Muskegon Community College will stage one of the most famous memory plays in history, Tennessee Williams’ “The Glass Menagerie,” in Overbrook Theater on Feb. 17-21.
Performances are at 7:30 p.m. on Wednesday-Saturday, Feb. 17-20, and at 3 p.m. on Sunday, Feb. 21. On Feb. 18, MCC English Instructor Mary Tyler will lead a pre-show discussion at 6:30 p.m. in the Overbrook Gallery. On Feb. 19, the performance will include an ASL interpreter for the hearing impaired and the MCC Alumni Association will host a pre-show reception open to the public beginning at 6:15 p.m. in Overbook Gallery.
Tickets, which go on sale Monday, Feb. 8, are $10 for the general public and $5 for current MCC students, faculty and employees, as well as for MCC alumni with their Alumni Membership Card. For reservations or further information, call (231) 777-0324.
A masterpiece for four actors, “The Glass Menagerie” portrays a family’s struggle to maintain the precarious balance between a difficult past and an uncertain future, exploring the bonds of family, the weight of memory, and the force of loss.
Williams’ bittersweet semi-autobiographical account of his coming of age in 1930s St. Louis is told from the perspective of his literary surrogate, Tom Wingfield, who serves as both narrator and the lens through which we experience the Wingfield’s plight. His dilemma forms the central conflict of the play as he faces the agonizing choice between responsibility for his family and living his own life.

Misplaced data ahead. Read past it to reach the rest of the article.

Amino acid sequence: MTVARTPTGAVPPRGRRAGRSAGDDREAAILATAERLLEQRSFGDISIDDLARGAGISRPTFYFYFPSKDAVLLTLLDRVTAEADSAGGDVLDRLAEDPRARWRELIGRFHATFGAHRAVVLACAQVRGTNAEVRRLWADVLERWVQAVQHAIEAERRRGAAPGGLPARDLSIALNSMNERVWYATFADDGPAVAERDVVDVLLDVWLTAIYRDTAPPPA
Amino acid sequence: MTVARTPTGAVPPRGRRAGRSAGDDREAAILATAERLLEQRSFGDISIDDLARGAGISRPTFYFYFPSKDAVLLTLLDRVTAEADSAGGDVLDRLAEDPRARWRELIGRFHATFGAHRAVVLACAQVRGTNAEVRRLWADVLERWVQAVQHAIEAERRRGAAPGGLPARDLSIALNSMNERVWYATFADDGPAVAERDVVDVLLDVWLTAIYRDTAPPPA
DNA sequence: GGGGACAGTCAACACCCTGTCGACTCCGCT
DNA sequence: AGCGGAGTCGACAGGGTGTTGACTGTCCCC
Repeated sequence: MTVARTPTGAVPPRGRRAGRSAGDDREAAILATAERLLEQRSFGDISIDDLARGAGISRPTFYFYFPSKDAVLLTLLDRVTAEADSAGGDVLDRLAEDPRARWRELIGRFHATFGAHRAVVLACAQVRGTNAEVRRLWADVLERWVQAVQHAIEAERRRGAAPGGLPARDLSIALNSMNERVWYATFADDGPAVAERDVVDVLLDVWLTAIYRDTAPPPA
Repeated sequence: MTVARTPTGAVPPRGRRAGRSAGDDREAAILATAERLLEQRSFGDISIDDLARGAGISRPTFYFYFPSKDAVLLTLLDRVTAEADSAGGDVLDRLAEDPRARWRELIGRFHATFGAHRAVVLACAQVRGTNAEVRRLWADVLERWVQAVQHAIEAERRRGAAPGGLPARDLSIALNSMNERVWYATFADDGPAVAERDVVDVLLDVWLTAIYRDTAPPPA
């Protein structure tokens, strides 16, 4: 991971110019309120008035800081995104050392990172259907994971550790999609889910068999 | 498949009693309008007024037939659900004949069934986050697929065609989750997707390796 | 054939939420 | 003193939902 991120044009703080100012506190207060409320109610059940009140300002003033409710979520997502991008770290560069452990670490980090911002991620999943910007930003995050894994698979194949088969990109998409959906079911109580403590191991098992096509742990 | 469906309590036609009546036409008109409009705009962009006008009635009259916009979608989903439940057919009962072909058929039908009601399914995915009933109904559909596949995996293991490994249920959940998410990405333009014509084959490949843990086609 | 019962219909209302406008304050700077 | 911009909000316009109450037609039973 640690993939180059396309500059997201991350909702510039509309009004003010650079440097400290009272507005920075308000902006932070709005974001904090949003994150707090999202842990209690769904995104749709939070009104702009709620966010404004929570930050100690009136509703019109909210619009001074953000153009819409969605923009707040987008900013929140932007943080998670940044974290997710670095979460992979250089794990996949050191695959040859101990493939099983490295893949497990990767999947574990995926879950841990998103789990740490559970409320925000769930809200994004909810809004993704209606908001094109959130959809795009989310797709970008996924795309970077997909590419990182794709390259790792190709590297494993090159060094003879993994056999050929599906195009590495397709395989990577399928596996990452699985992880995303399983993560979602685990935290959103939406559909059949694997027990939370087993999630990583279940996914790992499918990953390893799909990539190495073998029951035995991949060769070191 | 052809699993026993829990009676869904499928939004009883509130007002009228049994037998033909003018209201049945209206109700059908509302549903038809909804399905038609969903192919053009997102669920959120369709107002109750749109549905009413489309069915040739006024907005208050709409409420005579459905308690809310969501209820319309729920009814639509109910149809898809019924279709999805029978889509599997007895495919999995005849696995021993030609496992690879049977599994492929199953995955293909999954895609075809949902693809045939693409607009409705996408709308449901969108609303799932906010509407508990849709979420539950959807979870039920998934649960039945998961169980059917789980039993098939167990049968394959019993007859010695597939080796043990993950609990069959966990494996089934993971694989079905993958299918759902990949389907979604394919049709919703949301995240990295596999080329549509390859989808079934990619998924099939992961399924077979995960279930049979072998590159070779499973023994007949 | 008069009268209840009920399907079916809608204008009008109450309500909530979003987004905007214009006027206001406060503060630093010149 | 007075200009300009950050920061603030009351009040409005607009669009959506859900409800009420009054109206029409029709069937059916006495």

Williams, having “a poet’s weakness for symbols,” fills the play with imagery: the glass menagerie, in its fragility and delicate beauty, is a symbol for Tom’s sister Laura; the fire escape is most closely linked to Tom and to the theme of escape; even the theme of memory is important. For Amanda, Tom’s mother, memory is her anchor, her escape into a kinder, gentler time. For Tom, the older Tom who narrates the events of the play, memory is the thing that cannot be escaped.
MCC’s Director of the Center for Theater, Sheila Wahamaki, takes on the role of director for this classic American drama supported by Student Director Cecelia Gorman. “The Glass Menagerie” features Dakotah Salazar as Tom, Hannah Erdman as Amanda, Adrianne Lewis as Laura, and Aidan Smith as Jim. Set and light design by Tom Harryman, costumes by Susan Eyler, and scenic paint design and construction by Brian Goodman.
Written in 1943, “The Glass Menagerie” was William’s second play to be produced and the first of a series of successes, including Pulitzer Prize and New York Drama Critics’ Award winners “A Streetcar Named Desire” (1947) and “Cat on a Hot Tin Roof” (1955). Williams is acknowledged today as one of the most accomplished playwrights in the history of English speaki